Migration Studies

The Colleges of the Fenway shared minor in Migration Studies addresses an urgent need to prepare undergraduate students for professional and civic lives in a world increasingly marked by diversity.

Students sitting in class

The Migration Studies minor enhances student understandings of migration, emigration, and immigration through strong scholarly foundations, interdisciplinary case studies, and engagement with the Boston community. Students will grapple with important questions about diversity and what it means to live in a “country of immigrants,” while enhancing their global awareness.

Students planning careers in business, education, social work, health care, the arts, policy and government, law, nongovernmental organizations, and nonprofit administration likely will come from, work with, and/or serve immigrant communities. By adding an interdisciplinary repertoire of courses specifically addressing immigration to their undergraduate careers, students will be well positioned to succeed in these fields and to bring a comprehensive understanding of migration and immigration to their professional and civic lives.

Required Courses

Five courses (four classroom-based, one service-learning/community partnership)

Introduction to Migration StudiesOffered annually in Spring, rotating instructors, rotating campuses. All students must take "Introduction to Migration Studies," an introductory-level course familiarizing students with the major issues, methods, and frameworks of migration and immigration studies. 

Electives: All Migration Studies Minor students must select three electives from the list of approved classes, bearing in mind the following requirements:

  • It is highly recommended that at least one course be taken away from the student's home institution within the COF.
  • Students must take at least one advanced seminar (3000- or 300-level, etc.), from the list of approved courses.
  • Students must take one course not in their declared major's discipline

Elective Options

Simmons University

  • ENGL161      American Literature 1865-1910, Imagining America
  • ENGL179      Human Rights & Global Literature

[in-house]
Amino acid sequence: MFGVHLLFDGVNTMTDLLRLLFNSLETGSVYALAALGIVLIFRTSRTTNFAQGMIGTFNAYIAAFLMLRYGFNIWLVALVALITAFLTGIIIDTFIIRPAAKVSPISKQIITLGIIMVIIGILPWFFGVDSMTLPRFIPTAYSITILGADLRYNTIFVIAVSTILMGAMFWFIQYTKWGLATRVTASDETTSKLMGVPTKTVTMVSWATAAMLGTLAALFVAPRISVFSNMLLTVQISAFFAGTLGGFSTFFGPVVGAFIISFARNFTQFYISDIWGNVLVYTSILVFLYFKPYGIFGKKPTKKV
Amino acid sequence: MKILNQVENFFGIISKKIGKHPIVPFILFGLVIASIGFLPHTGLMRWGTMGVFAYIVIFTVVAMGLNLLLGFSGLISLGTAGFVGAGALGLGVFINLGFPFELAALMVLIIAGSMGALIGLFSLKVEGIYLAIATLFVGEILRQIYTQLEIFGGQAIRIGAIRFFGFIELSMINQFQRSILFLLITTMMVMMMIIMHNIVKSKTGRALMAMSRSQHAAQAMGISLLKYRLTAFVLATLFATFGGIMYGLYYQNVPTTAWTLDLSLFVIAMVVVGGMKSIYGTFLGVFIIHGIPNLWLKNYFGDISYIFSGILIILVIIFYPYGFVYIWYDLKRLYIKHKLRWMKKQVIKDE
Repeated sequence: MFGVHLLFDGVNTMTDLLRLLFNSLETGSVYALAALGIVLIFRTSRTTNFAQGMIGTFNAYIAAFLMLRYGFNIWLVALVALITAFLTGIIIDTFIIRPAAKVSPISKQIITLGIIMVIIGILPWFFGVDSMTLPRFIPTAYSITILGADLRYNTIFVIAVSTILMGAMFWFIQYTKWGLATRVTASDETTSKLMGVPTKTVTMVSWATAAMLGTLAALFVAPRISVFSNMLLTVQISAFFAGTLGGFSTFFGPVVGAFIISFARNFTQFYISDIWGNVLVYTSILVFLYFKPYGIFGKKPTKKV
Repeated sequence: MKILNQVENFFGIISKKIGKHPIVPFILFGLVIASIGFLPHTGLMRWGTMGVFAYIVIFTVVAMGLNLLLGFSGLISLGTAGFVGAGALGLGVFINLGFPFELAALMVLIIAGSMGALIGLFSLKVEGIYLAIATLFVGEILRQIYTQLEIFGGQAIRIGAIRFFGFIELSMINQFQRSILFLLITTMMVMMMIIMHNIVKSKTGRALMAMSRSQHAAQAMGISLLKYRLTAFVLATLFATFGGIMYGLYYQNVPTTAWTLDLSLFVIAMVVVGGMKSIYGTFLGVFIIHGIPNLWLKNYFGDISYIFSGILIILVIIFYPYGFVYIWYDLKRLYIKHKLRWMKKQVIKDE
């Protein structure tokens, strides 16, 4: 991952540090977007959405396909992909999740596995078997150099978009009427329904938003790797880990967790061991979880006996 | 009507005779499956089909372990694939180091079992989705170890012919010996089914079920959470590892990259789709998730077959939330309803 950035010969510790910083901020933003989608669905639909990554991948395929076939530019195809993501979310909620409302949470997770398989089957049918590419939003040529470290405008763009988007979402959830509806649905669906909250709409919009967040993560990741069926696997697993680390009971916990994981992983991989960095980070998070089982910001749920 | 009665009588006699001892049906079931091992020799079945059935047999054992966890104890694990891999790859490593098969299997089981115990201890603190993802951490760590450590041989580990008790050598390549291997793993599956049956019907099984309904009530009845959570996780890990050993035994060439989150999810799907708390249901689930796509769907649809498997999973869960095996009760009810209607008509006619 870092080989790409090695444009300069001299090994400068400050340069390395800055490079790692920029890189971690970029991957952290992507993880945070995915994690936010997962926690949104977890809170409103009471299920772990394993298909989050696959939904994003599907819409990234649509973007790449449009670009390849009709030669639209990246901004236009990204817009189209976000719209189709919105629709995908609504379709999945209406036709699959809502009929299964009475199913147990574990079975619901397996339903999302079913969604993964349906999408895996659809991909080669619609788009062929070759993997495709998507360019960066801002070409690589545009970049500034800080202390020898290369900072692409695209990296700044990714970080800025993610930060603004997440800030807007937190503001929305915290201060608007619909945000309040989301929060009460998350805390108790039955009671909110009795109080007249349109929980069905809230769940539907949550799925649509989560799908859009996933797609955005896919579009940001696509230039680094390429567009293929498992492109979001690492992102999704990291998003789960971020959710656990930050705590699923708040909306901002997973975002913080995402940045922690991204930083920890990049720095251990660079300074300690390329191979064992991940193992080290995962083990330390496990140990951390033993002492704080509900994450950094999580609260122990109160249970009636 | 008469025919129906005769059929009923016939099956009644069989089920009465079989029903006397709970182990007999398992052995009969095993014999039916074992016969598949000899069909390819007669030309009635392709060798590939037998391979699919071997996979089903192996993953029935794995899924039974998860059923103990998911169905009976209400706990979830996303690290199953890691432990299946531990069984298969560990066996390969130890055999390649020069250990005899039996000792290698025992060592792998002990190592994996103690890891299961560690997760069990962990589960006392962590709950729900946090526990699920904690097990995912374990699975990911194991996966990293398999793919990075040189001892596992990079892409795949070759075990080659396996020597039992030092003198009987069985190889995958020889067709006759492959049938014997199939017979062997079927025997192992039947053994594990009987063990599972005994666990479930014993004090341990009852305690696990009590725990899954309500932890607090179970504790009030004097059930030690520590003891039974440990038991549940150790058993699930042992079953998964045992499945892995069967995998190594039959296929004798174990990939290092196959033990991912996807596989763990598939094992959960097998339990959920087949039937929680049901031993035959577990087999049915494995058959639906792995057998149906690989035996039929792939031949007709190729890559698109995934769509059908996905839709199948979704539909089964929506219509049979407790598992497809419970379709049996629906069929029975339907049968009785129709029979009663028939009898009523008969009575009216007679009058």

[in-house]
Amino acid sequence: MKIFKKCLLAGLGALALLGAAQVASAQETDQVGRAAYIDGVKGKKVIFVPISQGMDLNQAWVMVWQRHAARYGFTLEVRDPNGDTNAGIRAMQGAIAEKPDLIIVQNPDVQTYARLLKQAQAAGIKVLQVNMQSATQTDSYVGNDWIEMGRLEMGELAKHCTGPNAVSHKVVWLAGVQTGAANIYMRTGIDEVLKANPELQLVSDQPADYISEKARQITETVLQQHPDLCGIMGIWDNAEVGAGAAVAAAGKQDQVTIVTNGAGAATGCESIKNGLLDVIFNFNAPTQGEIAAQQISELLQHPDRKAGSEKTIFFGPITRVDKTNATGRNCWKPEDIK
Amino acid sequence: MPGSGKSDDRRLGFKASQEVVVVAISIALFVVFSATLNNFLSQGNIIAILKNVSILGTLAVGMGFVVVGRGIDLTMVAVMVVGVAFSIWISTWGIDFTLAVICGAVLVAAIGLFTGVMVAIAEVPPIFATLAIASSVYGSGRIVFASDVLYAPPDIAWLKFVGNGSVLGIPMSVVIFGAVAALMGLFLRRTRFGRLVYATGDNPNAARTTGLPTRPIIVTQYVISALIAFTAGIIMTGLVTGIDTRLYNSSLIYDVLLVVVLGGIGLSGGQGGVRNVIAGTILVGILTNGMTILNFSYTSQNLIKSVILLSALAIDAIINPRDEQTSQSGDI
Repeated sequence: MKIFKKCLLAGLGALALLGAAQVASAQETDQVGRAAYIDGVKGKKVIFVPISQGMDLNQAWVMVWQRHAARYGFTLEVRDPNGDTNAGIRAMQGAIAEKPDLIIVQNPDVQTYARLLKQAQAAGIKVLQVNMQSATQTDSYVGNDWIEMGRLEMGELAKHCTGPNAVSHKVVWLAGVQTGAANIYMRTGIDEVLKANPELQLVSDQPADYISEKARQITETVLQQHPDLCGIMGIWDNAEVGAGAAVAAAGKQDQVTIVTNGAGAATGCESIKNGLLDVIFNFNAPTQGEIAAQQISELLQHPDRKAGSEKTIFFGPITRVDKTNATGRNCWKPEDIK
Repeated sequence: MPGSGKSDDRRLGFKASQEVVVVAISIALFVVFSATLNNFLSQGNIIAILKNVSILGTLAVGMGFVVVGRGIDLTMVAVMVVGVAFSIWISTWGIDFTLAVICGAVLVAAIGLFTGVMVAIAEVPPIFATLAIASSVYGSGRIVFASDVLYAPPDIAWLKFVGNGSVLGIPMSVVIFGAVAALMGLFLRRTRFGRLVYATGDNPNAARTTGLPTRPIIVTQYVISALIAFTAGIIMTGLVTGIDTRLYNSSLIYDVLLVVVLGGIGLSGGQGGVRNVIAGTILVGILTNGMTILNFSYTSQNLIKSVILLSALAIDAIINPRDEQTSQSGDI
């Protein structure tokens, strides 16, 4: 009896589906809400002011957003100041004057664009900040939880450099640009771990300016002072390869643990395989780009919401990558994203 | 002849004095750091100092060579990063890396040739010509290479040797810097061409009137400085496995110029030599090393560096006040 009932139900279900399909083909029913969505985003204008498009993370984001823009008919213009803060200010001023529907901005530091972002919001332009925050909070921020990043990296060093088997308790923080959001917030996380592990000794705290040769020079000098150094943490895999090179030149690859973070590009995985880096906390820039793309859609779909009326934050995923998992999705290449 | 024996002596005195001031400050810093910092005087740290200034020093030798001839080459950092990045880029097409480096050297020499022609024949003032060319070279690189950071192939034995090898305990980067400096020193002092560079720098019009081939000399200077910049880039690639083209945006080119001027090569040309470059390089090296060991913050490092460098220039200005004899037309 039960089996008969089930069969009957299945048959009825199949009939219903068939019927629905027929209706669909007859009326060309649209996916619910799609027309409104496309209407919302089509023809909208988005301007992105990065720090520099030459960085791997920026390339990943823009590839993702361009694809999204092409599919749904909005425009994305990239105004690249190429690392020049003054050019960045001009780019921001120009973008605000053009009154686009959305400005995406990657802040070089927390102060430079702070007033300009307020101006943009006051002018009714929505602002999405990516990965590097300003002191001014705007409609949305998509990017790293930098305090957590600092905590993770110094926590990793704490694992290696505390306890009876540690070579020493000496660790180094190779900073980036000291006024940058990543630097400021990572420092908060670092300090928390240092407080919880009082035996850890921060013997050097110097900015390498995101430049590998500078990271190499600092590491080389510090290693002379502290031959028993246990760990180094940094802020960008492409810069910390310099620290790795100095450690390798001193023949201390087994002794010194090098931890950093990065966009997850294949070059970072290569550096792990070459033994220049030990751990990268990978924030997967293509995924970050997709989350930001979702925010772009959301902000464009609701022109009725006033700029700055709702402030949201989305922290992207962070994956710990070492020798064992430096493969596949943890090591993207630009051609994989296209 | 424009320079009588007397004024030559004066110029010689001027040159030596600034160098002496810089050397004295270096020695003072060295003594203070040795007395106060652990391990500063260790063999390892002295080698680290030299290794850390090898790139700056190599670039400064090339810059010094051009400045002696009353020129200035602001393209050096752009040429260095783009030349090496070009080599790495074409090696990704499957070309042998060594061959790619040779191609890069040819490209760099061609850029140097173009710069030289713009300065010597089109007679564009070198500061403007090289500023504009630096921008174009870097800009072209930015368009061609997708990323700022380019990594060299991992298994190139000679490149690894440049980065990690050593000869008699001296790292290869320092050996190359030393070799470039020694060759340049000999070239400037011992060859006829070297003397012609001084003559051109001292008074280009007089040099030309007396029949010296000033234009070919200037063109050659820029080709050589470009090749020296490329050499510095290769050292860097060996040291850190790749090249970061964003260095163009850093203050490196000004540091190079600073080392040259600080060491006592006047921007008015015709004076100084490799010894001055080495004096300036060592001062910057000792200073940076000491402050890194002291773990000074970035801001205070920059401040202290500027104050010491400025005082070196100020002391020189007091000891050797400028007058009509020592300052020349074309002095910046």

• ENGL230      Postcolonial Film
  • HIST213        Race and Ethnicity in U.S. History
  • HIST214        History of the African Diaspora
  • HIST217        Caribbean History
  • HIST240        The Atlantic World, 1500-1800
  • FREN265       Francophone Short Stories and Films
  • FREN311       Contemporary Issues in France
  • FREN316       Outside France: Persepectives from the French-Speaking World
  • POLS215       The Politics of Exclusion
  • SOCI330        Transnational Studies
  • WGST/AST210 Sisters of the African Diaspora

Emmanuel College

  • ART2204       Art in the Contact Zone
  • HIST1114      Creating the Atlantic World
  • HIST2106      A History of New England: 1500-Present
  • HIST2128      Immigrants in the American Experience
  • HIST2207      Slavery in Global History
  • HIST3107      A History of Boston
  • HIST3205      Themes in the History of the American West
  • HIST3404      East Asia Migration and Diaspora in Global Perspectives
  • HIST3412      Immigrant Kitchens: a Glocal Perspective on Identity, Ethnicity and Foodways
  • POLS2301     Politics of Race and Ethnicity in Latin America
  • POLS2417     Statecraft and Globalization
  • POLSC2801  Food Policy and Social Justice
  • SOC3201       Worlds in Motion: The Causes and Consequences of Migration

MassArt

  • LALW317     Literature from Immigrants in the USA
  • LALW365     Women's Literature in Comparative Perspective
  • LASS404      Asian Diasporas and American Experiences
  • LASS251      Chinatown and Beyond: A World Historical Perspective
  • LASS254      Immigration and Race in the USA

So you know that Simmons is a great place to be, you've learned about our programs, maybe even come for a visit...now you're ready to apply! Let's get started.

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